The evening's entertainment was a rollicking game of UNO played by Ella, Alex, Toby and Josh and adjudicated by Richard, Mike, and Barry. Josh was clobbered the 10 year olds.

Everyone turned in around 9pm with the blowing out of the hut candles being the highlight of the night for some of the 10-year old crowd.

Then the rain started.

From midnight intermittent showers pelted the hut, making the numerous late night and early morning bathroom runs damp.

The rain would prove to add just enough adversity to make this the-most-epic-bad-weather-tramp-ever-in-our-lifetime-for-the-Wellington Tramping and Mountaineering Club*.

The group mustered out of the sleeping bags around 7am for a hot breakfast of either weet-bix or porridge. Just as we finished breakfast the rain switched from intermittent to steady. The bags were packed snugly, pack liners we checked, and rain covers were deployed. The hut was cleaned, and by 9:30 we found ourselves with a clean hut, packed packs, and a two hour down hill hike. With nothing left to it we donned rain jackets and warmies and started out.

The down hill hike was quite exciting for the young trampers. Ella Cuthbert set the pace and held the boys to their place behind her. There were new islands to be claimed for the crown, new inland oceans had appeared overnight, and solid mud had turned into deep quagmires. The excitement of the hiking down a raging river bed as well the natural descent help to carry the kids down the hill. The rain had stopped by 10:15 and by 11:00 am we we at the bush line. The young trampers arrived at the car park at 11:45 happy and content.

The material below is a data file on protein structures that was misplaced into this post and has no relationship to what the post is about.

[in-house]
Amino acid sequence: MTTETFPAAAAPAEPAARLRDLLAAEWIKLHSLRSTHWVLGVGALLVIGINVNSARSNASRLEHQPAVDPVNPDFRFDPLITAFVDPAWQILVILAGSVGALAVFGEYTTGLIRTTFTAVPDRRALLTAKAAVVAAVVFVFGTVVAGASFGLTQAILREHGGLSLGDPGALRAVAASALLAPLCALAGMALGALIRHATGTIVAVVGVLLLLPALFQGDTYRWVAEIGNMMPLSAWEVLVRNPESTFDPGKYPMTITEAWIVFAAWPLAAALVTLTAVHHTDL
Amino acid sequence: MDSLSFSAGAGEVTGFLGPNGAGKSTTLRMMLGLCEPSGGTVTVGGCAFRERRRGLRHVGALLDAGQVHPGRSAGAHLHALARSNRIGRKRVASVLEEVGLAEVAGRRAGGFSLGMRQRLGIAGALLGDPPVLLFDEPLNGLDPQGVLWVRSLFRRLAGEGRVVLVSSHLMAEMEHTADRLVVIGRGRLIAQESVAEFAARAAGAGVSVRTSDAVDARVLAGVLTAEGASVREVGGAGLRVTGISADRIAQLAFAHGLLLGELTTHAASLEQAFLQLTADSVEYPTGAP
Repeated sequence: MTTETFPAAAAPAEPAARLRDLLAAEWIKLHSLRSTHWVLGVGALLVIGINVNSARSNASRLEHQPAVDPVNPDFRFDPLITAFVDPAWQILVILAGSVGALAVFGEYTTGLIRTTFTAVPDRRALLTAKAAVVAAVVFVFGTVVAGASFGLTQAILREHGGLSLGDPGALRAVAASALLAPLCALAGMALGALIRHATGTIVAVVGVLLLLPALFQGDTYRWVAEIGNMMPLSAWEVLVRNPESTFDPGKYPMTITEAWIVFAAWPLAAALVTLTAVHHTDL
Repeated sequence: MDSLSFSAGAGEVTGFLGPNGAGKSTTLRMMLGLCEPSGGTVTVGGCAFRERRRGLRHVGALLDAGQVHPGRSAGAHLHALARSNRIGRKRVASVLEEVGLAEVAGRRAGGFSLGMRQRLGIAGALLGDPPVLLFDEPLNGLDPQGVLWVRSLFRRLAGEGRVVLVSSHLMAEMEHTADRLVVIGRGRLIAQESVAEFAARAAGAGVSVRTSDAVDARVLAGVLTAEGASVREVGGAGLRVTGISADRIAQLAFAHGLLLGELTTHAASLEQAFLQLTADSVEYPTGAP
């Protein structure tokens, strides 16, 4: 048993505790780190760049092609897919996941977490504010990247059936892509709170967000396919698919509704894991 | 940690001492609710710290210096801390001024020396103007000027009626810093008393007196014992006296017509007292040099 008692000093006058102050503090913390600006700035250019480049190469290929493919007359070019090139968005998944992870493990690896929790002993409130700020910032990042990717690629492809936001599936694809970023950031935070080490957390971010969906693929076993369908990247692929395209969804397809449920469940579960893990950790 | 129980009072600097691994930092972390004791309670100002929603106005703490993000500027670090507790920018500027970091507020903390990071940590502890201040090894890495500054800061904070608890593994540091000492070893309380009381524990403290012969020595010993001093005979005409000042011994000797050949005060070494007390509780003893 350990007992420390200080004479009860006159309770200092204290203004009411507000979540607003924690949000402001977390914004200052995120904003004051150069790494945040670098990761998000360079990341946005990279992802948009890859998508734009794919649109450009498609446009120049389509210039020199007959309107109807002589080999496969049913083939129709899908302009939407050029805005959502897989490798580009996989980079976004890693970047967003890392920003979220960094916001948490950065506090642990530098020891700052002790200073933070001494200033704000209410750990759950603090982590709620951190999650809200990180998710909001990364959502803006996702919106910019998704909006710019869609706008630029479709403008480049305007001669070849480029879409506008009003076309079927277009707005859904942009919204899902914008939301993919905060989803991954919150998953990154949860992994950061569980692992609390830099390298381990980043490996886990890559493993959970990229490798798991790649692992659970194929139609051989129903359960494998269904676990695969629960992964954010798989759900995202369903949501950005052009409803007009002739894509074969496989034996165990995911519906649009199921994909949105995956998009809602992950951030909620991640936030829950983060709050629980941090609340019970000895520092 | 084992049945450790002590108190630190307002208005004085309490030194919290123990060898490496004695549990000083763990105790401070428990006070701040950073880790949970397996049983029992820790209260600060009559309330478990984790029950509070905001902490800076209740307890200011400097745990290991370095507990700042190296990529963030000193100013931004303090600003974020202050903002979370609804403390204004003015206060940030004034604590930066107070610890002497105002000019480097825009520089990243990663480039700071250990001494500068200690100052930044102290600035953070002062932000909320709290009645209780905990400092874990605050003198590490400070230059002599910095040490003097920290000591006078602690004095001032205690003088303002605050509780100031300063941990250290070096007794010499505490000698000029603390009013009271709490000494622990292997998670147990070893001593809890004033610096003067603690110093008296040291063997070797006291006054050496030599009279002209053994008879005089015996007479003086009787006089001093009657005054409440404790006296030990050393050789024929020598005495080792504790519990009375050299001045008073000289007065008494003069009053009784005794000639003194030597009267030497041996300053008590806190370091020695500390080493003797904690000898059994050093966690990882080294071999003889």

The rag tag assortment of adults arrived slightly later.

* as experienced by four 10-year olds on the field hut hike.

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Kapakapanui track

A 13 KM hike up the gentle side of Kapakapanui a 1089 meter high hill behind Waikanae with a knee shattering descent down the steep side.

We did the tramp on 28 of April a day of two parts. It was sunny and partly cloudy below 500 meters. Above 500 meters it was cold, wet, white and windy - a hike in the clouds really.

With Mike Gilbert and Andrew Bichan - honorary members of the Wellington Alpine Naturalist Club.

Highlights include:
- a snug little hut,
- a yield sign hung in a tree just up from a trail junction, and
- a trig station a meter out of place.

Mike is planning to run the trip as part of the WTMC family group trip in June. Unfortunately we will be unable to attend as we have a prior commitment.

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Caveat Emptor

Caveat Emptor is Latin for  “Let the buyer beware.”  If you are a diehard android fan or Microsoft supporter, you can probably skip this site. You are not my target audience. 

You won’t find anything that offensive, hateful, or intentionally derogatory. I don’t engage in link bating.